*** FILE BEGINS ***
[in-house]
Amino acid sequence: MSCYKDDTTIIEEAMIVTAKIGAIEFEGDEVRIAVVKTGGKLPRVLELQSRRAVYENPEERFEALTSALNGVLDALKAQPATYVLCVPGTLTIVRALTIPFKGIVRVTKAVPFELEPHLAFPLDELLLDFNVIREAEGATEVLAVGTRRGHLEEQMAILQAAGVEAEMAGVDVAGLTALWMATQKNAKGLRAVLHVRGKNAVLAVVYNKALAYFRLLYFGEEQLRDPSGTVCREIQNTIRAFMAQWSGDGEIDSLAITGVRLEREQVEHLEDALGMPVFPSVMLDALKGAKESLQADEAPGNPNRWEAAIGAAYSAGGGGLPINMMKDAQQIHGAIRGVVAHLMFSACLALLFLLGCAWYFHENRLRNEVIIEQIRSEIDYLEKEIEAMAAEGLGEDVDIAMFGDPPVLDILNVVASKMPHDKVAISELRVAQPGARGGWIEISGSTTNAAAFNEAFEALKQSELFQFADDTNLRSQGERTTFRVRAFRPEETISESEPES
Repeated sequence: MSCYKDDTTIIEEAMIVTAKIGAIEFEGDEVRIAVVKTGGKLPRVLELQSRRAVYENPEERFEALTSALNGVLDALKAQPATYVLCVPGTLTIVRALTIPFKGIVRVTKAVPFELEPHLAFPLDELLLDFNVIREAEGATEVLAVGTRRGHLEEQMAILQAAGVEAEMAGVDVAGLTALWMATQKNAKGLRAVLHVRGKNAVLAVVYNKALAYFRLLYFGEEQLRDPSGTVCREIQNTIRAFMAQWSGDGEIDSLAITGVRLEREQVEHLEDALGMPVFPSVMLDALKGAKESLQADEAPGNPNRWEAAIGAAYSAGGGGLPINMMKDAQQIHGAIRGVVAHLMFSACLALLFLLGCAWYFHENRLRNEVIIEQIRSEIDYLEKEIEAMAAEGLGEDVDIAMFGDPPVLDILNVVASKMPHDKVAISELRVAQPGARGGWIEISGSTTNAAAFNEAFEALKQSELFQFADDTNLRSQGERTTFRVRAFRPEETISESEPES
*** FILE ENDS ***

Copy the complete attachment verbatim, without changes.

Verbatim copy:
[in-house]
Amino acid sequence: MSCYKDDTTIIEEAMIVTAKIGAIEFEGDEVRIAVVKTGGKLPRVLELQSRRAVYENPEERFEALTSALNGVLDALKAQPATYVLCVPGTLTIVRALTIPFKGIVRVTKAVPFELEPHLAFPLDELLLDFNVIREAEGATEVLAVGTRRGHLEEQMAILQAAGVEAEMAGVDVAGLTALWMATQKNAKGLRAVLHVRGKNAVLAVVYNKALAYFRLLYFGEEQLRDPSGTVCREIQNTIRAFMAQWSGDGEIDSLAITGVRLEREQVEHLEDALGMPVFPSVMLDALKGAKESLQADEAPGNPNRWEAAIGAAYSAGGGGLPINMMKDAQQIHGAIRGVVAHLMFSACLALLFLLGCAWYFHENRLRNEVIIEQIRSEIDYLEKEIEAMAAEGLGEDVDIAMFGDPPVLDILNVVASKMPHDKVAISELRVAQPGARGGWIEISGSTTNAAAFNEAFEALKQSELFQFADDTNLRSQGERTTFRVRAFRPEETISESEPES
Repeated sequence: MSCYKDDTTIIEEAMIVTAKIGAIEFEGDEVRIAVVKTGGKLPRVLELQSRRAVYENPEERFEALTSALNGVLDALKAQPATYVLCVPGTLTIVRALTIPFKGIVRVTKAVPFELEPHLAFPLDELLLDFNVIREAEGATEVLAVGTRRGHLEEQMAILQAAGVEAEMAGVDVAGLTALWMATQKNAKGLRAVLHVRGKNAVLAVVYNKALAYFRLLYFGEEQLRDPSGTVCREIQNTIRAFMAQWSGDGEIDSLAITGVRLEREQVEHLEDALGMPVFPSVMLDALKGAKESLQADEAPGNPNRWEAAIGAAYSAGGGGLPINMMKDAQQIHGAIRGVVAHLMFSACLALLFLLGCAWYFHENRLRNEVIIEQIRSEIDYLEKEIEAMAAEGLGEDVDIAMFGDPPVLDILNVVASKMPHDKVAISELRVAQPGARGGWIEISGSTTNAAAFNEAFEALKQSELFQFADDTNLRSQGERTTFRVRAFRPEETISESEPES